Mike Gatti - Elephant keeper with the Pittsburgh Zoo who had been with the zoo for 6 years, was killed on Nov. 18 when an African elephant he was walking knocked him down then crushed him with her head. He was 46.
William R. Jones - Male stripper from Kansas City who in 1985 plotted and killed 49-year-old Stanley Albert who he had been dating in order to steal his brand new white Camaro, was executed by lethal injection on Nov. 20 at age 37.
Craig Ogan - Drug informant for the DEA, who spoke several languages and had an IQ of 140, who had just moved to Houston to hide in 1989 after being discovered as a “narc”, but after a bizarre altercation shot and killed Houston police officer James Boswell, 29, was executed by lethal injection on Nov. 20 at age 47.
Bonnie Penner - American missionary who worked as a nurse in a clinic in Sidon, Lebanon that served poor local people including Palestinian refugees, was shot in the head and killed on Nov. 21 by an unknown assailant becoming the first targeted killing of a U.S. citizen in Lebanon in more than 10 years. She was from Washington and was 31 years old.
Adam Ports - A freshman at Tiffin University in Ohio who was a big fan of MTV’s “Jackass” stunt show, who on Nov. 21 was trying to recreate a stunt from the show by setting a chair on fire on the back of a pickup truck, driving around with the chair on fire then kicking it off the back all while being filmed, lost his balance and fell off the back of the truck and was killed from the head injuries. He was 18.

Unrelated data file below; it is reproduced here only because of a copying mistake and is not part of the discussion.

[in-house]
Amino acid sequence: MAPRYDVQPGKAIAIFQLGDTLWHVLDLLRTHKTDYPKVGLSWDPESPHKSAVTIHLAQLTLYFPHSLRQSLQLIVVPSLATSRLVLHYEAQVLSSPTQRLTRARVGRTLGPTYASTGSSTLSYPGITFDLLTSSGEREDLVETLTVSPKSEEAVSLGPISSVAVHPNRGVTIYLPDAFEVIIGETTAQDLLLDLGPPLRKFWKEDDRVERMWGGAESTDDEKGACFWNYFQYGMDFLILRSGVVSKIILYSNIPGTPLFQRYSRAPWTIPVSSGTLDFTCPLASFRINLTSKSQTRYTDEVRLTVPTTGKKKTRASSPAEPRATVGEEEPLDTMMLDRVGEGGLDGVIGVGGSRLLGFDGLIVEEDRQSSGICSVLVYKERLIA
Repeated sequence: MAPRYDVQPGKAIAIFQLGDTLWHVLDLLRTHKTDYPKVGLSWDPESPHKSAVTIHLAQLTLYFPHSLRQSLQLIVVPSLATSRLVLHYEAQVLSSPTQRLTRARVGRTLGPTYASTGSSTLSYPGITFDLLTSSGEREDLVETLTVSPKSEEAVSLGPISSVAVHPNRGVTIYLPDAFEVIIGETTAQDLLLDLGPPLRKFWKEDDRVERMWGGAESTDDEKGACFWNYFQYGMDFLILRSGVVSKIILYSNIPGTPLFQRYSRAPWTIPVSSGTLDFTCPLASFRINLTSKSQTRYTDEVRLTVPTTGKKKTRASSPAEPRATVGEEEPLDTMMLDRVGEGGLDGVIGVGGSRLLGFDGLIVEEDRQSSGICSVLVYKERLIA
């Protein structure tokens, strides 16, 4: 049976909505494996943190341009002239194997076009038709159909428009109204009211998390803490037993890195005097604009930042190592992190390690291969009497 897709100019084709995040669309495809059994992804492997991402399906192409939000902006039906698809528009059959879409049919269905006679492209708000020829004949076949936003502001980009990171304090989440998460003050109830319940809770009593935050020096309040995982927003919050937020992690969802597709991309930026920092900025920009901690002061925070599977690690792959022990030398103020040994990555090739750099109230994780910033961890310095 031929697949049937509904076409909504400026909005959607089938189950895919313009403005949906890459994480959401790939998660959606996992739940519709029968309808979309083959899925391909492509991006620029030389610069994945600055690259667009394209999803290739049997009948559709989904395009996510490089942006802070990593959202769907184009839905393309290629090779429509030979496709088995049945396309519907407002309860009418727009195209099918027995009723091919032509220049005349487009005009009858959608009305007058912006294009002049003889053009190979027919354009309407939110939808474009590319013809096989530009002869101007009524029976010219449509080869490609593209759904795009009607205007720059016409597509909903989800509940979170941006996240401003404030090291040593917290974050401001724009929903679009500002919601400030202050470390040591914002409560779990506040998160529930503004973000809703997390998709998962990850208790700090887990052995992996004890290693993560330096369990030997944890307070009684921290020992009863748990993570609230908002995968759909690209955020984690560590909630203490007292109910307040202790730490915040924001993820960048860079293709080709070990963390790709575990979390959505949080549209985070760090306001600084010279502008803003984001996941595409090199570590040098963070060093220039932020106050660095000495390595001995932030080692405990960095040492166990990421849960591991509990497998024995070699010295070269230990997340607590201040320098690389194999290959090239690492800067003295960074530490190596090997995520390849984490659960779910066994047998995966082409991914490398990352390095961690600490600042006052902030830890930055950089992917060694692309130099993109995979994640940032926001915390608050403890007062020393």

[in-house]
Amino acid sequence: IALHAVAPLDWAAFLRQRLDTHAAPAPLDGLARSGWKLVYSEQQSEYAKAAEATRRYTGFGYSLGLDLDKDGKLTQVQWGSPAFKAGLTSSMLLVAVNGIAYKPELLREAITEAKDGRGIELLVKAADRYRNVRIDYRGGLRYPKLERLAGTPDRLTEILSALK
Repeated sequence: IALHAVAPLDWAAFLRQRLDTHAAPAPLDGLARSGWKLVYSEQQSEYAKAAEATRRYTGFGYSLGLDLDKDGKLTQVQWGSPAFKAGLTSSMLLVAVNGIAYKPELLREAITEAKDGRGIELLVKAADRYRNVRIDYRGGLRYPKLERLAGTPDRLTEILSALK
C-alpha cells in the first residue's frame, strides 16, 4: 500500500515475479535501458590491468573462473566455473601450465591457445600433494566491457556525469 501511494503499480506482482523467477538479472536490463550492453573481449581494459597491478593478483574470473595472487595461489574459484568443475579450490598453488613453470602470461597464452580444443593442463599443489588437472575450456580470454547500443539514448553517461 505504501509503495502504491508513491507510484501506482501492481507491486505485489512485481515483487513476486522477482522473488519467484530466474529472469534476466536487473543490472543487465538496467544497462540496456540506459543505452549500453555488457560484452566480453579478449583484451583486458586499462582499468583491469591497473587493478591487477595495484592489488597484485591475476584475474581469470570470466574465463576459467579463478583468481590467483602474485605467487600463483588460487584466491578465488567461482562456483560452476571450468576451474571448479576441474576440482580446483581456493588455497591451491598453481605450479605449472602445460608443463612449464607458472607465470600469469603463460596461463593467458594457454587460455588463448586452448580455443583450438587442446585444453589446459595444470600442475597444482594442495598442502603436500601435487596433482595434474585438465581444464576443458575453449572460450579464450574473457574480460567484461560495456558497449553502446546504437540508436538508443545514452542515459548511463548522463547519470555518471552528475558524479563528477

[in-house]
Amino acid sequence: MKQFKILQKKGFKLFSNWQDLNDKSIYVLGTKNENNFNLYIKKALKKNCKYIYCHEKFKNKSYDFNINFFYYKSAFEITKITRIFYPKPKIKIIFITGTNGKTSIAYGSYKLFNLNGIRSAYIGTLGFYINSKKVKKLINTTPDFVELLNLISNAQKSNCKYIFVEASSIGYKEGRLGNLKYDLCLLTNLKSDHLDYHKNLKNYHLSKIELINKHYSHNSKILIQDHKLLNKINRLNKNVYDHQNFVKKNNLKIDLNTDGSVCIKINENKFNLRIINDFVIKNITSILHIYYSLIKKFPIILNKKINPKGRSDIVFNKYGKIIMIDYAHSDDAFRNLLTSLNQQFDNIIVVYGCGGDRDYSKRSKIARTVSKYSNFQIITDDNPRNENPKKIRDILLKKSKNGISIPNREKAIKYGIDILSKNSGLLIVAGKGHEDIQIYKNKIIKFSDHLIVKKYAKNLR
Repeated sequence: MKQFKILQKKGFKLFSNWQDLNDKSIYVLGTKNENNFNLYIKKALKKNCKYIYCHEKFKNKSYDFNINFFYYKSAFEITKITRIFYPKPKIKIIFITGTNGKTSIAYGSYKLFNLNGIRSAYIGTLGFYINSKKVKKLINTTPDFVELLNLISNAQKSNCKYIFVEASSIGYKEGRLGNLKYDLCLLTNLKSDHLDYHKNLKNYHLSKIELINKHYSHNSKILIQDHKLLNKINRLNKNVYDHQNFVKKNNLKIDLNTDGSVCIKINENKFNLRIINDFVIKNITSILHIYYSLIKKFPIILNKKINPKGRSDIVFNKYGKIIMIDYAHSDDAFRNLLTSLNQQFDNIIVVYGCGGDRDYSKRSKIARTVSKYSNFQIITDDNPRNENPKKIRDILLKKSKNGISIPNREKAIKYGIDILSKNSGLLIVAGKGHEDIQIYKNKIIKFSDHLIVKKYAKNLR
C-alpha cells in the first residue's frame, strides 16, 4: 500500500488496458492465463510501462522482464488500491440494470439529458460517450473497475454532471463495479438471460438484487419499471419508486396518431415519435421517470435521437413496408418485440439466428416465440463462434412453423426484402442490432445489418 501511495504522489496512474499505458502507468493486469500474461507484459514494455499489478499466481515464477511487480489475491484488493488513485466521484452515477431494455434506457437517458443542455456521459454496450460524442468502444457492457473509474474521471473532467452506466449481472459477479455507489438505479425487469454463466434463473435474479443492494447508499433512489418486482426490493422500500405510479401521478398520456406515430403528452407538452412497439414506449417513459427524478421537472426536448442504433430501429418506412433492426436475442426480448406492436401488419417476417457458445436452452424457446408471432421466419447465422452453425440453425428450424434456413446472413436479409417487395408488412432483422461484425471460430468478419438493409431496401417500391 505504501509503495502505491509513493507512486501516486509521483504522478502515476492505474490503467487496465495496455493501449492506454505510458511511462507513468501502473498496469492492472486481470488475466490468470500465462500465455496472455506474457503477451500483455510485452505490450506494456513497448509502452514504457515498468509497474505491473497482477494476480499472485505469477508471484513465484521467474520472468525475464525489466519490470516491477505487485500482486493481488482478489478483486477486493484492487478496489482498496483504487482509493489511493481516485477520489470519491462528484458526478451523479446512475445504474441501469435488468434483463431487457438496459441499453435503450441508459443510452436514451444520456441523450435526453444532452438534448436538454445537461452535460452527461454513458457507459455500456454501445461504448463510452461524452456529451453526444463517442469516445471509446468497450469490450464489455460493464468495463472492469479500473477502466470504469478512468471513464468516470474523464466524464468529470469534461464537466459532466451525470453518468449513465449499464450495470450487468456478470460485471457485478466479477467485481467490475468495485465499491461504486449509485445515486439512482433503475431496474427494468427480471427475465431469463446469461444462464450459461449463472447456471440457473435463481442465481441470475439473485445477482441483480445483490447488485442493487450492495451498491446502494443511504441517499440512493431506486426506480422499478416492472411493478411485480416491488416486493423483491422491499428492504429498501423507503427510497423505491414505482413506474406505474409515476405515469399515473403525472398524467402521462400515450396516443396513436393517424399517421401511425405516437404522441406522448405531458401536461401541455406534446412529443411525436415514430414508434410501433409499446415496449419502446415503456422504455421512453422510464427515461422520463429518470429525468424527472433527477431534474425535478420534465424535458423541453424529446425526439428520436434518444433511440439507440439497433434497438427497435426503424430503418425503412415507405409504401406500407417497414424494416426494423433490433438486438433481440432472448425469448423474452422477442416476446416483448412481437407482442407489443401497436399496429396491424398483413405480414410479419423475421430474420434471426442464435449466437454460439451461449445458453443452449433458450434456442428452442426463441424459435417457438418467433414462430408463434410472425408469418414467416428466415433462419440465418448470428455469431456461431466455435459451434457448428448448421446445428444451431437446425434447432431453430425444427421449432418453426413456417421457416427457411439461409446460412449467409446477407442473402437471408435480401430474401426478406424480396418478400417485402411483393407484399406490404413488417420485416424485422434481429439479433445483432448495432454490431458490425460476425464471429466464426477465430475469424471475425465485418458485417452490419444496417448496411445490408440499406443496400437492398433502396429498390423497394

Samanatha - 26-foot long python at the Bronx Zoo in New York, believed to be the largest snake in captivity, died Nov. 20 of old age at age 29.
Benjamin Mathew Williams - White supremacist who was awaiting trial with his brother on murder charges for killing a California gay couple in 1999, who was sentenced to 30 years for firebombing 3 Sacramento synagogues, and who while in prison has staged one stunt after another to bring attention to himself, was found dead with slash wounds to his arms, legs and neck, apparently a suicide just weeks before his trial was to begin. He was 34.
Jennivie Worthy - Milwaukee woman who was first married and widowed 92 years ago in 1910, died Nov. 12 at age 107.
Francis Zito - Maryland man who was sentenced to death in Feb. 2001 for killing two police officers who showed up at his trailer after someone complained of loud music, and who was in the process of his first appeal on the case, saved the Maryland taxpayers the expense of many years in prison and died of lung cancer on Nov. 17 at age 43.